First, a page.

Simple Agent
net/javabeat/articles/javaagent/simple/SimpleMain
net/javabeat/articles/javaagent/simple/Test1
net/javabeat/articles/javaagent/simple/Test2
Simple Main net.javabeat.articles.javaagent.simple.
Test1@61de33net.javabeat.articles.javaagent.simple.Test2@14318bb

Agents for collecting statistical data

In the last section, we have seen how to make use of Instrumentation object. We also saw how to manipulate Instrumentation object by adding Transformer objects. In this final section, we will see the real capability of agents for providing some statistical information about the methods being loaded for a particular class. For the purpose of illustration, let us expand the scope of the sample by provide a business class having empty business methods. Let us also assume that because the methods are for external usage, all the methods have to be public.

package net.javabeat.articles.javaagent.statistics;
public class MyBusinessClass {
	public void bizMethod1(){
		System.out.println('Biz Method 1');
	}
	@SuppressWarnings('unused')
	private void bizMethod2(){
		System.out.println('Biz Method 2');
	}
}

The above code has the definition of the business class. Deliberately, the modifier for the method bizMethod2() is given as private. The agent class is given below. Note that, as illustrated in the last section, this class makes use of Instrumentation object to add transformer objects to it.

package net.javabeat.articles.javaagent.statistics;
import java.lang.instrument.Instrumentation;
public class StatisticsAgent {
	public static void premain(String agentArguments,
                         Instrumentation instrumentation){
		StatisticsClassTransformer transformer =
                   new StatisticsClassTransformer();
		instrumentation.addTransformer(transformer);
	}
}

The flavor of the Transformer class that has the functionality of providing statistical information is given below. At this point, note that by the time when the agent is invoked, the class is not loaded. It is only during the class loading time, the agent is invoked. Hence reflection related APIs cannot be used at this point. For querying the method information for a particular class, the implementation makes use of ASM (byte code analysis library).

package net.javabeat.articles.javaagent.statistics;

import java.io.IOException;
import java.lang.instrument.ClassFileTransformer;
import java.lang.instrument.IllegalClassFormatException;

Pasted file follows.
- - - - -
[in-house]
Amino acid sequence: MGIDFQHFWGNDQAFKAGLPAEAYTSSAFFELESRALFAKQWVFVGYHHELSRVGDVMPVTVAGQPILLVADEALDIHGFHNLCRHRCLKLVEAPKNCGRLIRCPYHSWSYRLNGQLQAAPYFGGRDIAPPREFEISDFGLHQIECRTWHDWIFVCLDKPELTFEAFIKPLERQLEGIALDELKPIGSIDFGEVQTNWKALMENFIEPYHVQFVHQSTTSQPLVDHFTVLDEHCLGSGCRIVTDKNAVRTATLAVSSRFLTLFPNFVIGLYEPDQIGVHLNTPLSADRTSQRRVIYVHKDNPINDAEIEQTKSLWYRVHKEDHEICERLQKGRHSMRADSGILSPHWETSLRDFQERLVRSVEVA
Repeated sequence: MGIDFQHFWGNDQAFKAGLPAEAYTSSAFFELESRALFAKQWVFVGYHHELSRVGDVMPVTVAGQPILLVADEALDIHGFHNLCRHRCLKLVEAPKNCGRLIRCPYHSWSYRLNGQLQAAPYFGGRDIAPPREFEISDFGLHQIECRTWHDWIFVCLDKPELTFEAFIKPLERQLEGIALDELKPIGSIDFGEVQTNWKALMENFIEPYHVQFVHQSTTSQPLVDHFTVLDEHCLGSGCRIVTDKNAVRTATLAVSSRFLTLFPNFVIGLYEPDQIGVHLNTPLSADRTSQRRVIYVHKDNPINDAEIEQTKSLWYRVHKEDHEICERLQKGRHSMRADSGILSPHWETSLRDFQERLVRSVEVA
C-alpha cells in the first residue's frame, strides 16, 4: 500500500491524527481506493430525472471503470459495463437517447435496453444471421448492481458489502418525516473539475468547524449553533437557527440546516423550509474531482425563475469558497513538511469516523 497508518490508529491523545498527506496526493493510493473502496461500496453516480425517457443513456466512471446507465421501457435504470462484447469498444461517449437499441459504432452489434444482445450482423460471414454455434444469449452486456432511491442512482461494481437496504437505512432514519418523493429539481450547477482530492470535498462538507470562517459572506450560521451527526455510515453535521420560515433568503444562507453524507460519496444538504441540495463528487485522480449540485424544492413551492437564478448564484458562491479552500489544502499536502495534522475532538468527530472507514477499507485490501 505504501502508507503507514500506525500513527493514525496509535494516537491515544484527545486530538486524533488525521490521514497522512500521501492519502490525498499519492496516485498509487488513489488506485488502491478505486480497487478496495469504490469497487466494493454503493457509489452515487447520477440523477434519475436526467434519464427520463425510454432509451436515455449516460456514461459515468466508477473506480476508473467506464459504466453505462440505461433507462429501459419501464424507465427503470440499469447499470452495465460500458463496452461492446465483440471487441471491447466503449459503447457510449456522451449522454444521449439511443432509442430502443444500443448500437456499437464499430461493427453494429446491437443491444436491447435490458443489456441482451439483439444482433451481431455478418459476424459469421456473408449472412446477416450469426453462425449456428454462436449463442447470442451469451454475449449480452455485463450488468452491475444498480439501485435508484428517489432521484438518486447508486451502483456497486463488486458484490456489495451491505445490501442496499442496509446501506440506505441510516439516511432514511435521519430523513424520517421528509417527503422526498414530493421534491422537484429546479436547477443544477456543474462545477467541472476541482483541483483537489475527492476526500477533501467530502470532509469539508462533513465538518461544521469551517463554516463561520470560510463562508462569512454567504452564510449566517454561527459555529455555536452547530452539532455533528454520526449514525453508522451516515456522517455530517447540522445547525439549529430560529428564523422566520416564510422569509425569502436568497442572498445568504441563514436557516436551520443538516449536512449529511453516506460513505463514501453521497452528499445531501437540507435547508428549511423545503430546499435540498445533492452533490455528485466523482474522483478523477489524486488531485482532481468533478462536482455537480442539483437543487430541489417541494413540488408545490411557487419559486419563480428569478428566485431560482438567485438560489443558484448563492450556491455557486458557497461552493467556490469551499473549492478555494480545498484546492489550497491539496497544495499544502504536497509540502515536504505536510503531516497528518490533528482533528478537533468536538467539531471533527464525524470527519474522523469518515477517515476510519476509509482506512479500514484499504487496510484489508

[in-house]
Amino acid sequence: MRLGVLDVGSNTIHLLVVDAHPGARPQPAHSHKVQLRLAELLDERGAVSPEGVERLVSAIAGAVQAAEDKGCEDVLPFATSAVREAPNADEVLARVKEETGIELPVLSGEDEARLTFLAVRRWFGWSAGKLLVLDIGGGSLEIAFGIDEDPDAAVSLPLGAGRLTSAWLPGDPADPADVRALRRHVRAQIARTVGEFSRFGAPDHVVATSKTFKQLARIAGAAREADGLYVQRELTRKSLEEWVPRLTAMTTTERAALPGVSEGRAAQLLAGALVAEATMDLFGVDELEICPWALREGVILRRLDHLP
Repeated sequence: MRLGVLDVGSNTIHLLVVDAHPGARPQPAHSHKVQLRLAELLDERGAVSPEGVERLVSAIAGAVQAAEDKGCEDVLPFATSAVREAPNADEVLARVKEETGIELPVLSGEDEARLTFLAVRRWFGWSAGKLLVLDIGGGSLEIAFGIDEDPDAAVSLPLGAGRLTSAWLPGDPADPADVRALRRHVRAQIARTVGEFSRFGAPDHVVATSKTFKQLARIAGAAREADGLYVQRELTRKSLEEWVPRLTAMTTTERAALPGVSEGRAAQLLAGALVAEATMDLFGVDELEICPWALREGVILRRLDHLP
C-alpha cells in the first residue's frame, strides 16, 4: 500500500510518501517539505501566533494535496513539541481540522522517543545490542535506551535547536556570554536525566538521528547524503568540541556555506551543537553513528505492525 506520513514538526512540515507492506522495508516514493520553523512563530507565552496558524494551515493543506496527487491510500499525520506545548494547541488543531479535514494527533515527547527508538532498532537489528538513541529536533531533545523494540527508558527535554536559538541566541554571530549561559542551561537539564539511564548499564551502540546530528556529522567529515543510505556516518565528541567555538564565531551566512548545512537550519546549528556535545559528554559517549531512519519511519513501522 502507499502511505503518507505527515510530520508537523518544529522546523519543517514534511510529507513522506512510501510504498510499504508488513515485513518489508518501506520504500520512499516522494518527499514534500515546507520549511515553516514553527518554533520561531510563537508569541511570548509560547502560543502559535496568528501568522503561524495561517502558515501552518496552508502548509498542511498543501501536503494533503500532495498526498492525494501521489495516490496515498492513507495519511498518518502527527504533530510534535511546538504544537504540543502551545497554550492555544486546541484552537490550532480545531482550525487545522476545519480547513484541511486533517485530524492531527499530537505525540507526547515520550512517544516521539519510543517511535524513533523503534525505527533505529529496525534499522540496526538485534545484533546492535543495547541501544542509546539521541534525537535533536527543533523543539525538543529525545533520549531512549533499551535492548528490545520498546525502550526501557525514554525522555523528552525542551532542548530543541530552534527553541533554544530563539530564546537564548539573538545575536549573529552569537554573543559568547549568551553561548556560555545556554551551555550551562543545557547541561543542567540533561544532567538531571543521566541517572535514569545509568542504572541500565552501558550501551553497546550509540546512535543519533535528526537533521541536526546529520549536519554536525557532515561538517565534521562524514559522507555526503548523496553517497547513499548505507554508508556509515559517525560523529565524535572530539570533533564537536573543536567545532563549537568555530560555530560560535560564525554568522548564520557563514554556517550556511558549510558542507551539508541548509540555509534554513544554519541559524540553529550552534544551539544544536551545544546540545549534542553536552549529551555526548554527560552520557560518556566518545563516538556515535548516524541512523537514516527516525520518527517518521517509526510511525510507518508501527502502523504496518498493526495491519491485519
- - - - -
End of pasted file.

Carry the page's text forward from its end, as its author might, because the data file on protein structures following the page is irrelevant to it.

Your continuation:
import java.lang.reflect.Method;
import java.lang.reflect.Modifier;
import java.security.ProtectionDomain;
import java.util.List;

import org.objectweb.asm.ClassReader;
import org.objectweb.asm.tree.ClassNode;
import org.objectweb.asm.tree.MethodNode;

public class StatisticsClassTransformer implements ClassFileTransformer{

	public byte[] transform(ClassLoader    loader,
            String              className,
            Class            classBeingRedefined,
            ProtectionDomain    protectionDomain,
            byte[]              classfileBuffer)
			throws IllegalClassFormatException {

		System.out.println();
		System.out.println('Processing class ' + className);

		String normalizedClassName = className.replaceAll('/', '.');

		ClassReader classReader = null;
		try {
			classReader = new ClassReader(normalizedClassName);
		} catch (IOException e1) {
			e1.printStackTrace();
		}

		ClassNode classNode = new ClassNode();
		classReader.accept(classNode, ClassReader.SKIP_DEBUG);

		@SuppressWarnings('unchecked')
		List allMethods = classNode.methods;
		for (MethodNode methodNode : allMethods){
			System.out.println(methodNode.name);
		}
		return classfileBuffer;
	}

	private static void processBizMethods(Class classObject) {
		if (MyBusinessClass.class.equals(classObject)){
			Method[] allMethods = classObject.getDeclaredMethods();
			for (Method aMethod : allMethods){
				System.out.println(aMethod.getName());
				int modifiers = aMethod.getModifiers();
				if (Modifier.isPrivate(modifiers)){
					System.out.println('Method ' +
                                        aMethod.getName() + ' is private');
				}
			}
		}
	}

	public static void main(String[] args) {
		processBizMethods(MyBusinessClass.class);
	}
}

The content of the manifest file for the above agent is given below.

Manifest-Version: 1.0
Premain-Class: net.javabeat.articles.javaagent.statistics.StatisticsAgent

The content of the application that triggers the agent class is given below.

package net.javabeat.articles.javaagent.statistics;
public class StatisticsMain {
	public static void main(String[] args) {
		MyBusinessClass object = new MyBusinessClass();
		System.out.println('Biz Object ' + object);
	}
}

The output of the application is given below,

Processing class net/javabeat/articles/javaagent/statistics/StatisticsMain
<init>
main

Processing class net/javabeat/articles/javaagent/statistics/MyBusinessClass
<init>
bizMethod1
bizMethod2
Biz Object net.javabeat.articles.javaagent.statistics.MyBusinessClass@a59698

Conclusion

Download Source Code: Java Agents (987)

This article provides introductory concepts about Java agents which are introduced from 5.0. It provides a good starter about the usage of agents by providing lot of examples. Hope the readers will be benefited after reading this article.

Comments

comments

About Krishna Srinivasan

He is Founder and Chief Editor of JavaBeat. He has more than 8+ years of experience on developing Web applications. He writes about Spring, DOJO, JSF, Hibernate and many other emerging technologies in this blog.

Comments

  1. manish shah says:

    Excellent explanation of java agent.. Nice Job..

  2. Very informative article. Thanks for sharing!